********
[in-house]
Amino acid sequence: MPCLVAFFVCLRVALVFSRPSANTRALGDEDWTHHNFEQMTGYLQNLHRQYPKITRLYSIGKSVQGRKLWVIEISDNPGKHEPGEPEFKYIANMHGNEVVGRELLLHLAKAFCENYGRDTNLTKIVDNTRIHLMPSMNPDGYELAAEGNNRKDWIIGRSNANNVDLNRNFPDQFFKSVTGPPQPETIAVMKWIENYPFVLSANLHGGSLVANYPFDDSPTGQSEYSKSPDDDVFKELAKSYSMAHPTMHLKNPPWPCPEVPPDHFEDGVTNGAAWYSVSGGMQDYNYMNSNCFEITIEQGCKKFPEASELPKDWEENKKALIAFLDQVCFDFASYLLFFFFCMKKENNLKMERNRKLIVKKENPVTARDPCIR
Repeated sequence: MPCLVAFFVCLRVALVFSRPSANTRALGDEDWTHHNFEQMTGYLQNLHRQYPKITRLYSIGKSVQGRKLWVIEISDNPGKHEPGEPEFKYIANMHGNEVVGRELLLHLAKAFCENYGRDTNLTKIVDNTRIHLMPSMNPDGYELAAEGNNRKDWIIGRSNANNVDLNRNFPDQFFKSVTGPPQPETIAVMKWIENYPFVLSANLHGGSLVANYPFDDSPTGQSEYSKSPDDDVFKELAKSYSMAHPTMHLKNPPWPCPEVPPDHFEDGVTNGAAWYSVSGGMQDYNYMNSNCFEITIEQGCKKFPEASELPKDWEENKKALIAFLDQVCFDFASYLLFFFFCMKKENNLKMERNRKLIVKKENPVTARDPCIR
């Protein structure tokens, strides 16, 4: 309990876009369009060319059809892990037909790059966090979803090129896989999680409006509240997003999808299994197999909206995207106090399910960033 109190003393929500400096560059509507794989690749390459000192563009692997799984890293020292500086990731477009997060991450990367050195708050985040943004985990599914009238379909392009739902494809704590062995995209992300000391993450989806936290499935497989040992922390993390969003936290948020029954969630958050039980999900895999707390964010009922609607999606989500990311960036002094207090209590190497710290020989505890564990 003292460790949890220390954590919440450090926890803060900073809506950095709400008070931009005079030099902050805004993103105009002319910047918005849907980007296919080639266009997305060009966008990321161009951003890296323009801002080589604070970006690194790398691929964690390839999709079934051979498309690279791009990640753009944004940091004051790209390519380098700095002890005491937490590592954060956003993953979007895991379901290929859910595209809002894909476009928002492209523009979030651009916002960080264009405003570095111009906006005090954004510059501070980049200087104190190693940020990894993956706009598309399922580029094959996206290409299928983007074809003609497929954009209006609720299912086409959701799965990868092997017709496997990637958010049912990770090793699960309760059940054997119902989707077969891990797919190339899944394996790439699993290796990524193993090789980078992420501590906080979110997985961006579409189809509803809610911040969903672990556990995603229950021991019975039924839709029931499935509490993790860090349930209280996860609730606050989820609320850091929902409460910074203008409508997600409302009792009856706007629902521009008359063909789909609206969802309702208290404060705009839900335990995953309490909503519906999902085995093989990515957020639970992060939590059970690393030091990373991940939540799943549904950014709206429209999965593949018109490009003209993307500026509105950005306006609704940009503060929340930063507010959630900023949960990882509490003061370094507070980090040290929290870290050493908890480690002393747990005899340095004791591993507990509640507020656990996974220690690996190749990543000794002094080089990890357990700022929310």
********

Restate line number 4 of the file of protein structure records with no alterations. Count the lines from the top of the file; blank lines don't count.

């Protein structure tokens, strides 16, 4: 309990876009369009060319059809892990037909790059966090979803090129896989999680409006509240997003999808299994197999909206995207106090399910960033 109190003393929500400096560059509507794989690749390459000192563009692997799984890293020292500086990731477009997060991450990367050195708050985040943004985990599914009238379909392009739902494809704590062995995209992300000391993450989806936290499935497989040992922390993390969003936290948020029954969630958050039980999900895999707390964010009922609607999606989500990311960036002094207090209590190497710290020989505890564990 003292460790949890220390954590919440450090926890803060900073809506950095709400008070931009005079030099902050805004993103105009002319910047918005849907980007296919080639266009997305060009966008990321161009951003890296323009801002080589604070970006690194790398691929964690390839999709079934051979498309690279791009990640753009944004940091004051790209390519380098700095002890005491937490590592954060956003993953979007895991379901290929859910595209809002894909476009928002492209523009979030651009916002960080264009405003570095111009906006005090954004510059501070980049200087104190190693940020990894993956706009598309399922580029094959996206290409299928983007074809003609497929954009209006609720299912086409959701799965990868092997017709496997990637958010049912990770090793699960309760059940054997119902989707077969891990797919190339899944394996790439699993290796990524193993090789980078992420501590906080979110997985961006579409189809509803809610911040969903672990556990995603229950021991019975039924839709029931499935509490993790860090349930209280996860609730606050989820609320850091929902409460910074203008409508997600409302009792009856706007629902521009008359063909789909609206969802309702208290404060705009839900335990995953309490909503519906999902085995093989990515957020639970992060939590059970690393030091990373991940939540799943549904950014709206429209999965593949018109490009003209993307500026509105950005306006609704940009503060929340930063507010959630900023949960990882509490003061370094507070980090040290929290870290050493908890480690002393747990005899340095004791591993507990509640507020656990996974220690690996190749990543000794002094080089990890357990700022929310």